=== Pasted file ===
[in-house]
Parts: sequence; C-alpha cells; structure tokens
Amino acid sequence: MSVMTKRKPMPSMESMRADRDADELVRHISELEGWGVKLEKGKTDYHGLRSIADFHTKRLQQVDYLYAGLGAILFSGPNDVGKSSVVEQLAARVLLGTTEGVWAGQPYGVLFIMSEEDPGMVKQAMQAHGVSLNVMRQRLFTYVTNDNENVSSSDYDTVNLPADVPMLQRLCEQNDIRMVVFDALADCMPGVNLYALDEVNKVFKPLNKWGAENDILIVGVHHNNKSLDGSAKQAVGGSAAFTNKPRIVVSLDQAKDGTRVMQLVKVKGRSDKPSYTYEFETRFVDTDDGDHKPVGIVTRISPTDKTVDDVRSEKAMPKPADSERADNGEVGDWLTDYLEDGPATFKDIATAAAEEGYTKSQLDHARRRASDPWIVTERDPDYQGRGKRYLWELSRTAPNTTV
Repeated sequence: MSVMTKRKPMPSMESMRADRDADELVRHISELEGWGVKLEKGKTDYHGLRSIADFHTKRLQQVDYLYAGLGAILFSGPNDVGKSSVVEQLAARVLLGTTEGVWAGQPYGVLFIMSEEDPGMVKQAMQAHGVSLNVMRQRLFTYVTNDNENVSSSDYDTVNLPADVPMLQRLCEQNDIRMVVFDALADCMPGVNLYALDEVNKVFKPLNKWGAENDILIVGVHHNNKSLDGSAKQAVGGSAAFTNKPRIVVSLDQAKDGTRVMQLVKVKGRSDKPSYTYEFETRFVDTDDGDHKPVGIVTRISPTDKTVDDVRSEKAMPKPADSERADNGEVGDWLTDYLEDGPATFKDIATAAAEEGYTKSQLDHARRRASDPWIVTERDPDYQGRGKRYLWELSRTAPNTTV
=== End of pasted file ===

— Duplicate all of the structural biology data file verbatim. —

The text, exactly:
[in-house]
Parts: sequence; C-alpha cells; structure tokens
Amino acid sequence: MSVMTKRKPMPSMESMRADRDADELVRHISELEGWGVKLEKGKTDYHGLRSIADFHTKRLQQVDYLYAGLGAILFSGPNDVGKSSVVEQLAARVLLGTTEGVWAGQPYGVLFIMSEEDPGMVKQAMQAHGVSLNVMRQRLFTYVTNDNENVSSSDYDTVNLPADVPMLQRLCEQNDIRMVVFDALADCMPGVNLYALDEVNKVFKPLNKWGAENDILIVGVHHNNKSLDGSAKQAVGGSAAFTNKPRIVVSLDQAKDGTRVMQLVKVKGRSDKPSYTYEFETRFVDTDDGDHKPVGIVTRISPTDKTVDDVRSEKAMPKPADSERADNGEVGDWLTDYLEDGPATFKDIATAAAEEGYTKSQLDHARRRASDPWIVTERDPDYQGRGKRYLWELSRTAPNTTV
Repeated sequence: MSVMTKRKPMPSMESMRADRDADELVRHISELEGWGVKLEKGKTDYHGLRSIADFHTKRLQQVDYLYAGLGAILFSGPNDVGKSSVVEQLAARVLLGTTEGVWAGQPYGVLFIMSEEDPGMVKQAMQAHGVSLNVMRQRLFTYVTNDNENVSSSDYDTVNLPADVPMLQRLCEQNDIRMVVFDALADCMPGVNLYALDEVNKVFKPLNKWGAENDILIVGVHHNNKSLDGSAKQAVGGSAAFTNKPRIVVSLDQAKDGTRVMQLVKVKGRSDKPSYTYEFETRFVDTDDGDHKPVGIVTRISPTDKTVDDVRSEKAMPKPADSERADNGEVGDWLTDYLEDGPATFKDIATAAAEEGYTKSQLDHARRRASDPWIVTERDPDYQGRGKRYLWELSRTAPNTTV